A solo Christmas

I wrote this before the events in the previous post

More than any other holiday, Christmas and company go together. The news has its annual sprinkling of heart-rending stories of how awful it is to be alone at Christmas, and the annual edict is reissued that no-one should be alone at Christmas.

I have been the victim of this well-meaning goodwill for decades.  When I was living in the US, since I obviously had no family to spend the holidays with, I was almost always invited to join other people’s families. Clearly, this is a very generous gesture so do not think I am thumbing my nose at the idea or suggesting people shouldn’t ask. Of course they should.

My difficulty lies in refusing. Even though I had other plans, they were with myself (and therefore not ‘real’ plans – even I thought that), and I lacked the moral fortitude to thank my friends for their offer while refusing it on the grounds I already had plans. To illustrate how abjectly hopeless I was at declining invitations, I once ended up double booked for Christmas because I couldn’t bring myself to say no, even though I had a ‘legitimate’ reason i.e. I had said yes to someone else. So it’s hardly any wonder I have trouble saying no when the existing commitment I have is ‘only’ to myself.

It is almost inconceivable to anyone who isn’t an Aloner to believe that someone might prefer spending Christmas on their own. And yet, I do. Without going all therapy on it, I have very unhappy memories of Christmas as a child and have no desire, obviously, to recreate those experiences.

But beyond that, I can think of nothing more luxurious than a Christmas day to myself. For the past decade, I’ve been spending Christmas day alone, and I’ve loved it. It’s quiet, relaxing, and unfussy. It’s enjoyable.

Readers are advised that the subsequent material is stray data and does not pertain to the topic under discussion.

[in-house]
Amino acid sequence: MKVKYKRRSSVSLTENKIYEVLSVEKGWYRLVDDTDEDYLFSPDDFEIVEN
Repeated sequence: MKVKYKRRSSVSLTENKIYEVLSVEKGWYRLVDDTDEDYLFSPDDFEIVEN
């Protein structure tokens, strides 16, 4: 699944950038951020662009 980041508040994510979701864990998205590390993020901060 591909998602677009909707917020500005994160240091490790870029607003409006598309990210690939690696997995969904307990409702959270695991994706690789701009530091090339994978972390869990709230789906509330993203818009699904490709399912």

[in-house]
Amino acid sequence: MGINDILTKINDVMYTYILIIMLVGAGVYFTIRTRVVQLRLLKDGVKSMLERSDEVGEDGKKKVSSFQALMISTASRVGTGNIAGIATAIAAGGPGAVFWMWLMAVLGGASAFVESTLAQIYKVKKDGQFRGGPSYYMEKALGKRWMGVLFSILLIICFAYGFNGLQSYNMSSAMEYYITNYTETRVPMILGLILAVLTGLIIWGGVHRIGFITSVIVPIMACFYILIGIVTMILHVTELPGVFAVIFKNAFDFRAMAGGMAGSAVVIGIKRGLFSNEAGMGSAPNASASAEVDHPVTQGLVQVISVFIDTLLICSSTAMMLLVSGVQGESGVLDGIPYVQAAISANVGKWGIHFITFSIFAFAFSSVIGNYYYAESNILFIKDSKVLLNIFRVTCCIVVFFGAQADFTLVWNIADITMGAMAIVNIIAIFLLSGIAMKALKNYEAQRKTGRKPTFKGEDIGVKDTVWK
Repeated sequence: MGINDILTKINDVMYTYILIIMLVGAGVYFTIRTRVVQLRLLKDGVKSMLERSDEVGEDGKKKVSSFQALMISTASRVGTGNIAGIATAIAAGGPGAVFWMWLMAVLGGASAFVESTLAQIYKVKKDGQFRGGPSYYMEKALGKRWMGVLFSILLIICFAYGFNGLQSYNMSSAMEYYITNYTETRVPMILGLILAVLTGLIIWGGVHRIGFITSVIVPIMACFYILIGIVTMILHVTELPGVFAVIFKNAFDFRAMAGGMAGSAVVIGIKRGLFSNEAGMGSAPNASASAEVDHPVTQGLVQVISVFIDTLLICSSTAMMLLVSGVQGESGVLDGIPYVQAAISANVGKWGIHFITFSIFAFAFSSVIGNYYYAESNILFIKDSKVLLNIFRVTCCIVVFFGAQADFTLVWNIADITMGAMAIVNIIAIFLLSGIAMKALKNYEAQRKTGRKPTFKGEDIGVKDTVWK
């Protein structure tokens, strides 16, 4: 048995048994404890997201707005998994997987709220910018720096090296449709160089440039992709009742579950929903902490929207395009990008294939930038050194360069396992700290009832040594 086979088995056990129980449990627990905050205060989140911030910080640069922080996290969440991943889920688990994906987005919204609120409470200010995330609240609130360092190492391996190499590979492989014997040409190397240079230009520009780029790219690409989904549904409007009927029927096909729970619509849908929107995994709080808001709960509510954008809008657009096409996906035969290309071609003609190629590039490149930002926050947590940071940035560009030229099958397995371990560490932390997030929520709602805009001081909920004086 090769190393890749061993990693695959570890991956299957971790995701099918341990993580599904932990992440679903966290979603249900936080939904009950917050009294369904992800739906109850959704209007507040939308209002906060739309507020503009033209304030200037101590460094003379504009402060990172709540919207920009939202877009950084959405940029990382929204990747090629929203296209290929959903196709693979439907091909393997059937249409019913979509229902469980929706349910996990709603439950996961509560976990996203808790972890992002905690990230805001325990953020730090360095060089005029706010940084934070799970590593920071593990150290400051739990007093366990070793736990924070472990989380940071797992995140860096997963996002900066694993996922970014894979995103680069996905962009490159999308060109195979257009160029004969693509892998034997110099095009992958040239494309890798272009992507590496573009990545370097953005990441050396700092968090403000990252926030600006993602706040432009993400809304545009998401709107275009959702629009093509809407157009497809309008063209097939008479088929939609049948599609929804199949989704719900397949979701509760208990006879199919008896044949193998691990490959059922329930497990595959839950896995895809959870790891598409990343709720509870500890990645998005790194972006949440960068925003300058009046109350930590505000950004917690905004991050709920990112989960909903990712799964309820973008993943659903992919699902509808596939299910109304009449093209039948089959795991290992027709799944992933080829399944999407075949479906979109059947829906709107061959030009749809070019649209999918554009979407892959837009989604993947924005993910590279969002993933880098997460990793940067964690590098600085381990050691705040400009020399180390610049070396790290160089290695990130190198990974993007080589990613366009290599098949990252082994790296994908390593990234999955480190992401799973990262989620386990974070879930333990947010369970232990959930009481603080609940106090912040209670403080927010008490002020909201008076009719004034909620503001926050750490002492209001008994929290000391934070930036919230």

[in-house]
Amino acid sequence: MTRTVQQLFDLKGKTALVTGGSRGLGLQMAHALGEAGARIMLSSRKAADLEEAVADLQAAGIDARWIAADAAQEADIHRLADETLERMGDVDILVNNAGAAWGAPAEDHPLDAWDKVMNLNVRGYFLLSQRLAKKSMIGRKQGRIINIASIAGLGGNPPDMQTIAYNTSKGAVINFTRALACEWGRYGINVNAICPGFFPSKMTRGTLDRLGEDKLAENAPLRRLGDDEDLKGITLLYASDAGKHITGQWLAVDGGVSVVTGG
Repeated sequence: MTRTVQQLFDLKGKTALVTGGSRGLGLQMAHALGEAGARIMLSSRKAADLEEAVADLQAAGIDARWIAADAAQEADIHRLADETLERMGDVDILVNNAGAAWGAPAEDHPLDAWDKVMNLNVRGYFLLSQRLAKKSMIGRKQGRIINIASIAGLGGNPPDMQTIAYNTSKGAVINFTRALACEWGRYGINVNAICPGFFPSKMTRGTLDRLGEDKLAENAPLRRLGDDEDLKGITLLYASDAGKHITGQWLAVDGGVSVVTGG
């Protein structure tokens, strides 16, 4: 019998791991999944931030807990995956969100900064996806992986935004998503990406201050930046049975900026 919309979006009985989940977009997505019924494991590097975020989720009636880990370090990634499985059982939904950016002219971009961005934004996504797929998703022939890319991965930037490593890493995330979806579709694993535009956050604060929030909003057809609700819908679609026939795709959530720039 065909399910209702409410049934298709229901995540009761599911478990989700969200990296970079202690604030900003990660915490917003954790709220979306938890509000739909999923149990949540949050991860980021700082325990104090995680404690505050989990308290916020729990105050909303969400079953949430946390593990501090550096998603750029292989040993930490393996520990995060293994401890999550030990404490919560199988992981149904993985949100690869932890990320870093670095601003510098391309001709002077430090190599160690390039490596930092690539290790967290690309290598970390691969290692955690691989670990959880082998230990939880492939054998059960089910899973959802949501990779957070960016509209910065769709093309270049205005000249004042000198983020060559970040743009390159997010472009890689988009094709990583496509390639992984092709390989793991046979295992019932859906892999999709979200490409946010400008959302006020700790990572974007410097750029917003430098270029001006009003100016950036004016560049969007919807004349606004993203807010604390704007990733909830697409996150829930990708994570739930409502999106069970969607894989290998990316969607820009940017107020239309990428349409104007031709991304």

What about presents? Christmas dinner? you ask. I buy myself presents. As my father likes to joke, “I buy myself a present every year, that way I can be sure to get one thing I like.” I even wrap them and put them under the tree – why not, I love wrapping presents. Even though I know what’s in the package, I still enjoy waiting to open it – I look forward to it, knowing that what’s in there is exactly what I want. As for food, I can have what I like and I don’t have to go overboard on it. I have my menu planned. All I hope for is a nice sunny day so I can enjoy my coffee and croissants on the porch while I open my presents.

I’m not a big fan of celebrations, so I prefer my Christmases low key. Solo suits me fine. But I know that for many people, being alone on Christmas is about the worst situation they can imagine. So invite them to your family gathering, and don’t worry about me. I have plans already.

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